The gossip-scoop formula of a few media outlets in a small number of former colonising countries seems to have developed a fondness for anti-China stories. We know well enough at a general level that they are based on selective misinformation, but recently two clear examples of how such a process functions came to light.
The first concerns a former employee of the British Consulate in Hong Kong, who claimed to have been ‘tortured’ by ‘secret police’ (playing on an old anti-communist trope) while visiting Shenzhen. Actually, he was arrested for visiting a massage parlour and imprisoned for the standard period of time in China, before being released. You can find the story here and here, including video evidence.
The second concerns a convicted fraudster from China, who has already served time and is wanted for another fraud case. He skipped China on fake passports and turned up in Australia, where he is trying to pass himself off as a ‘spy’ who wants to ‘defect’, with inside information. Although I do not read Australian papers, you can bet that they are doing their best to tell another tall tale. You can find the whole story here, here and here.
Update: In regard to the bogus ‘spy’, who turned up in Australia recently, the spooks in that part of the world have decided that the man in question – Wang Liqiang – is at most ‘a bit player on the fringes of the espionage community’, and some have realised at last that the whole case is a ‘spy farce’.
This article – ‘Socialism and the Market: The East European Experiment’ – is now in the final stages before publication in New Proposals, so I have removed the initial post and provide here the abstract:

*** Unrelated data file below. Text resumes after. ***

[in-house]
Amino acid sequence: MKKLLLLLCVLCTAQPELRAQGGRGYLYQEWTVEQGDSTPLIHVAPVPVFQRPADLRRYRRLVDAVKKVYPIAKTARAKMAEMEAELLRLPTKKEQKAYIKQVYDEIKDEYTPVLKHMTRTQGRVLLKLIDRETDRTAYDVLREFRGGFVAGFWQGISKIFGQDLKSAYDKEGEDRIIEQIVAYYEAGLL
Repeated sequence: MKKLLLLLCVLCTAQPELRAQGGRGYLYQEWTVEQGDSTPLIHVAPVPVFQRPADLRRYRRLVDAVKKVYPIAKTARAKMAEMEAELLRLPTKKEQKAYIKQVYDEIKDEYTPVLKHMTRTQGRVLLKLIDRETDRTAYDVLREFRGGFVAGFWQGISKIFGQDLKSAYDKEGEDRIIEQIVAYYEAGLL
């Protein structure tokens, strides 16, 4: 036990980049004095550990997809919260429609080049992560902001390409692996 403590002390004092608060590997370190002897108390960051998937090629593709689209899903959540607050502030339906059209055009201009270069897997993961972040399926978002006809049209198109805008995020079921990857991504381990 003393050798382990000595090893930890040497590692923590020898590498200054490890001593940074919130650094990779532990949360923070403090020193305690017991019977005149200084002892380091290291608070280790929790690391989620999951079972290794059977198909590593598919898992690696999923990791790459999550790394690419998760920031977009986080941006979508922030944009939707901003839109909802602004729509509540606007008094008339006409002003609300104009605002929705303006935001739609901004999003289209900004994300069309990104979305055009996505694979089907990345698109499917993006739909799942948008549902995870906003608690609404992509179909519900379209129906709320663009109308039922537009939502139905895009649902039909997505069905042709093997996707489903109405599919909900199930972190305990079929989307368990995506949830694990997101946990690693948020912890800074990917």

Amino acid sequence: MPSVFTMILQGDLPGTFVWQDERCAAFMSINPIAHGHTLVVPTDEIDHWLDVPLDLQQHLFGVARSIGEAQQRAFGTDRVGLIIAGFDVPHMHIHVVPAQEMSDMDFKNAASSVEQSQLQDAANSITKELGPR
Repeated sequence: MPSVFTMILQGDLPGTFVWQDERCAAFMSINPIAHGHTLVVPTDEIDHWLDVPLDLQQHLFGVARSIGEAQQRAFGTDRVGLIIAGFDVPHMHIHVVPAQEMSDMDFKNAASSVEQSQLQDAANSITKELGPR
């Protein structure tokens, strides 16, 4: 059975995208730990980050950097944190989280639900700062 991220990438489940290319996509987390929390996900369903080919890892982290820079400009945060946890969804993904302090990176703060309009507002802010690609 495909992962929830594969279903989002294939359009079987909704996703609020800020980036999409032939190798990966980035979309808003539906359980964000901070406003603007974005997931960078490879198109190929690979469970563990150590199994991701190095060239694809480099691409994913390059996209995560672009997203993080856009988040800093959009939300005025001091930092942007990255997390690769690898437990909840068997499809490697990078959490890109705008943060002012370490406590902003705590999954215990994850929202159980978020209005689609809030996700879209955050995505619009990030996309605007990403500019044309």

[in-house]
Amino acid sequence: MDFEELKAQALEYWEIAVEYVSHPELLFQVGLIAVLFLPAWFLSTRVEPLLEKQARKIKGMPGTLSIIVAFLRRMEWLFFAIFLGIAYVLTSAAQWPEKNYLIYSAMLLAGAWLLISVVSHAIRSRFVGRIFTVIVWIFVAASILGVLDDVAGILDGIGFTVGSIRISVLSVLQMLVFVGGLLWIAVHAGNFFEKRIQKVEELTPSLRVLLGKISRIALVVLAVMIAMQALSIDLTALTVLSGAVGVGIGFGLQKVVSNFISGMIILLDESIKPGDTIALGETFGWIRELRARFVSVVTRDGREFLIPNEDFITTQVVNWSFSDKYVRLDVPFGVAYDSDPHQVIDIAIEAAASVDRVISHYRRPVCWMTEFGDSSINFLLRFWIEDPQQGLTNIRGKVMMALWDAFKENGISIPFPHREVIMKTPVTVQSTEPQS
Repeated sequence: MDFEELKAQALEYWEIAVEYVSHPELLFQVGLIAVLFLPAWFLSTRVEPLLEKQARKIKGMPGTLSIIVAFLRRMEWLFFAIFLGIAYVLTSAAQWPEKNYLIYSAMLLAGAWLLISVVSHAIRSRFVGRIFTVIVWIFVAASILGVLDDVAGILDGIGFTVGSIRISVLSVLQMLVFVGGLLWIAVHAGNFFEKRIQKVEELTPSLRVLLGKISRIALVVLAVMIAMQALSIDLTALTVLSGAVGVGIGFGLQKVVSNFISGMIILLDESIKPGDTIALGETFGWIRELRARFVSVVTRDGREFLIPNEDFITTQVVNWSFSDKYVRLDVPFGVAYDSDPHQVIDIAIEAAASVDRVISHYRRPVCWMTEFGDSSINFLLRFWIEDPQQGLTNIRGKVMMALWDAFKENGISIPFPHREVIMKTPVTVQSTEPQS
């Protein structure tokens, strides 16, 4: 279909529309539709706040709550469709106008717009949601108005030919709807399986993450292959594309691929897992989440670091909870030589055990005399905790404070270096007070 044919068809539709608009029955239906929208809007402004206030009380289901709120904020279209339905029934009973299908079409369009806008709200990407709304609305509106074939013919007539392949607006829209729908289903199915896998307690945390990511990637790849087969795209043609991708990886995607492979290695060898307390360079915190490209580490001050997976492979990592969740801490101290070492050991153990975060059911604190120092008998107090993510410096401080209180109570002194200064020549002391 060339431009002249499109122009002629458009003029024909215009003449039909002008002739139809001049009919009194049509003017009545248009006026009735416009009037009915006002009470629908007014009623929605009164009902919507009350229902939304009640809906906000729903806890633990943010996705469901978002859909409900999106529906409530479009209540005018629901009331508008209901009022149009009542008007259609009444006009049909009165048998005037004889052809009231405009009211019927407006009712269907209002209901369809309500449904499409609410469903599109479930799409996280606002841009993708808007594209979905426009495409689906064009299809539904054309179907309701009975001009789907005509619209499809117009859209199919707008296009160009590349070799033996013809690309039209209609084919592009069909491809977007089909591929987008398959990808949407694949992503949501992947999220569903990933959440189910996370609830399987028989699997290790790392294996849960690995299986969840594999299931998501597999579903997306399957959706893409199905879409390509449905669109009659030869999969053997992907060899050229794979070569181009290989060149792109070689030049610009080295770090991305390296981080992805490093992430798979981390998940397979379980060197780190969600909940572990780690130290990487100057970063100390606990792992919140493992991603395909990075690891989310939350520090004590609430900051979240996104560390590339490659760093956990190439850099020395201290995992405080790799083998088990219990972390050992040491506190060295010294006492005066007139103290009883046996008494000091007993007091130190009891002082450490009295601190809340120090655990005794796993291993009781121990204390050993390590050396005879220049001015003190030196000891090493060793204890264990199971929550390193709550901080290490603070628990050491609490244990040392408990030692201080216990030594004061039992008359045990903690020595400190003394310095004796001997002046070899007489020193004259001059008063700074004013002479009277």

This study reassesses a body of research that has largely been forgotten: Eastern European market socialism of the 1960s-1980s. It does with the objective of recovering important insights and also identifying problems that need to be addressed. Thus, the study begins with an overview of the practices of market socialism, which was pursued to varying degrees in the 1960s. While some (USSR, East Germany and Czechoslovakia) turned back to centrally planned economies in the 1970s, others (especially Yugoslavia and Hungary) pursued further reforms. This material provides the back for analysis of three theoretical breakthroughs and their attendant problems: the market as a neutral “economic mechanism,” as a crucial effort to detach a market economy from its assumed integral connection with a capitalist socio-economic system; the tensions between planning and market, where I seek a more dialectical formulation; and the ownership of the means of production, which risked ignoring the liberation of productive forces. Although there occasional references to Chinese practices and theory, a full study of a socialist market economy with Chinese characteristics is the subject of a follow-up article.
Keywords: market socialism; Eastern Europe; economic mechanism; planning and market; ownership of the means of production; liberation of productive forces.